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Game of Thrones is one of the most potent TV series of all time; from the beginning of the show, it had a great impact upon all TV for the rest of the series. Scene Siren is everything you need to know about the big and little screen so where better to start than rewatching Game of Thrones and analysing each episode up until that Marmite last episode? I will be discussing the good, the bad and the ugly and I hope you will enjoy the ride! 

You can read the analysis of the last episode here and read all of the analyses here.

Directed by: Brian Kirk
Screenplay by: David Benioff and D. B. Weiss

After Jon Snow arrives at The Wall, he is thrown straight into training while his father, Ned Stark adapts to his new surroundings in King’s Landing. Certain that the Lannisters tried to kill Bran, Catelyn follows after her husband in King’s Landing, revealing an old friendship with Lord Petyr Baelish. Meanwhile, Arya wants revenge from Joffrey and wants to learn how to fight. With the Dothraki, Daenerys Targaryen learns that she is pregnant with Khal Drogo’s baby.

Critically, this episode didn’t do as well as its predecessors purely for being too exposition-heavy as a lot of information is dropped in the process of it but personally, I don’t think it matters too much as it is still enjoyable and fast-paced. A lot does happen in one episode but that’s what’s going to happen when there are one hundred storylines interweaving into one that the writers have to keep moving.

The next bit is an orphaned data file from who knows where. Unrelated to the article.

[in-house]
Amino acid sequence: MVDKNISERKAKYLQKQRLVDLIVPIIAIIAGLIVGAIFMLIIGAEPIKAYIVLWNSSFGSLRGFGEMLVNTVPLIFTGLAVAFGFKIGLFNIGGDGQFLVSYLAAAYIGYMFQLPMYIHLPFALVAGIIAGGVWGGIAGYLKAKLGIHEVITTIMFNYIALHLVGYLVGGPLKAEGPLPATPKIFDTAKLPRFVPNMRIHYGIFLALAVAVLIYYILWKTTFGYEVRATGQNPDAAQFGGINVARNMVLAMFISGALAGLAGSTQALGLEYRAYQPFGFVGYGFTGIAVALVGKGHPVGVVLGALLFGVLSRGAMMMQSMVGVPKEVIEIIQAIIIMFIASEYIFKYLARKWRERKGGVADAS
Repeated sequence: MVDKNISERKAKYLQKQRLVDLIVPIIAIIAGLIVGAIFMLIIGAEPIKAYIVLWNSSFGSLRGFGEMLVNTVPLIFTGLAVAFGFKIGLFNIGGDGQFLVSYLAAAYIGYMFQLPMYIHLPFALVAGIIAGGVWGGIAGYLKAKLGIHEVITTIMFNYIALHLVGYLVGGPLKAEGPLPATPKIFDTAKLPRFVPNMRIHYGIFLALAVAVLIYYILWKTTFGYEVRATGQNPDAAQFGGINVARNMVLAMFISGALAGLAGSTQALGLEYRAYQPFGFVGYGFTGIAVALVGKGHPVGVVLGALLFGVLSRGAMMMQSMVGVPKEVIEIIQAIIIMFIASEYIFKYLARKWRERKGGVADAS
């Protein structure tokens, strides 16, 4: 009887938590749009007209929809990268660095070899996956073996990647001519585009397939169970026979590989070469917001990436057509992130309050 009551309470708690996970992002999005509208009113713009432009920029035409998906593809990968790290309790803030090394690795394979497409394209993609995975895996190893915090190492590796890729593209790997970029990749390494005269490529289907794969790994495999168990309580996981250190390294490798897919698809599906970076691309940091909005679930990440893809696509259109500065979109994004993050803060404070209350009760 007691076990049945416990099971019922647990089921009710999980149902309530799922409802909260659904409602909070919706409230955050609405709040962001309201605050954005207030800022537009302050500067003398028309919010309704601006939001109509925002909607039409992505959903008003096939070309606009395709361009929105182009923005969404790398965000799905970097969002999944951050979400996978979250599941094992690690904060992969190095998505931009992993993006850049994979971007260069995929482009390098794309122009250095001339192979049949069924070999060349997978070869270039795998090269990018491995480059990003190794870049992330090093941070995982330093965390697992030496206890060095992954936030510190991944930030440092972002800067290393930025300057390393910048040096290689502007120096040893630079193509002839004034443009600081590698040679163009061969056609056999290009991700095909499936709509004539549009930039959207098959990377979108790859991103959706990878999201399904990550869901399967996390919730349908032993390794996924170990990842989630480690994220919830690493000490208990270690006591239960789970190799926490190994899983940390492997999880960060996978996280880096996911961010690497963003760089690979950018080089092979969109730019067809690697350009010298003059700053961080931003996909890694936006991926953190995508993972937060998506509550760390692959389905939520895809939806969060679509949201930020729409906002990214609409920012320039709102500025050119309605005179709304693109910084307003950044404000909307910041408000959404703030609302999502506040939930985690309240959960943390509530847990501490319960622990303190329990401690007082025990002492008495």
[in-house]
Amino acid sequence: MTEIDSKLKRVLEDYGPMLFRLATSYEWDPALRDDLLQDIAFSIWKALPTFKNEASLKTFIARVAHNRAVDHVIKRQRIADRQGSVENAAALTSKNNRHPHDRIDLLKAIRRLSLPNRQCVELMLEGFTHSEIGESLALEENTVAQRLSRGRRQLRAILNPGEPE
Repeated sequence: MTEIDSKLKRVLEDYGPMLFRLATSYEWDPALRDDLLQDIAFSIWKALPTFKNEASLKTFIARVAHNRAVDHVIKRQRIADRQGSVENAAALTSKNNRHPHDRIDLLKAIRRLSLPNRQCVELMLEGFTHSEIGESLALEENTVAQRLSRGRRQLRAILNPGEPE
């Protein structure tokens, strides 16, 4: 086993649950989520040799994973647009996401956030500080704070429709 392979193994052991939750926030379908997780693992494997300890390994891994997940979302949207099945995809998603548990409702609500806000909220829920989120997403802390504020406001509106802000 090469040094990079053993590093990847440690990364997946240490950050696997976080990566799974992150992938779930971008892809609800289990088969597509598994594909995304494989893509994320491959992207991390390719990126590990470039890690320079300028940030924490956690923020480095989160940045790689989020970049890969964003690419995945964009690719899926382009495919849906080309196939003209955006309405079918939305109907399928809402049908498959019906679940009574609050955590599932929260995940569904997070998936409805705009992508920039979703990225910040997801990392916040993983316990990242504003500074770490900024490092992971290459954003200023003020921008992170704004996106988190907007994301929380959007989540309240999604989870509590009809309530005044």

1. A symbolic moment – Syrio begins teaching Arya to fight.

Looking back on this series having watched all of it, it’s hard to ignore how symbolic this moment truly is. Arya becomes one of the key players in the story, even if she starts off as a young girl who is quick to anger. This is the moment when we begin to see how her arc will begin to take shape – more than her childish anger, she wants to make a difference to the world around her. Initially, that is to rid the world of Joffrey but after a conversation with her father (which I’ll get to), he allows her to receive sword fighting lessons.

We know what a masterful fighter Arya becomes so to see the first glimpse of that is truly enjoyable and Syrio Forel is a delightful character which I wish we had seen more of. It’s nicely juxtaposed to Sansa’s scenes who is still grieving over her direwolf and receives a doll as a present from her father, still showing that she is more interested in the generic feminine norms of the world rather than fighting.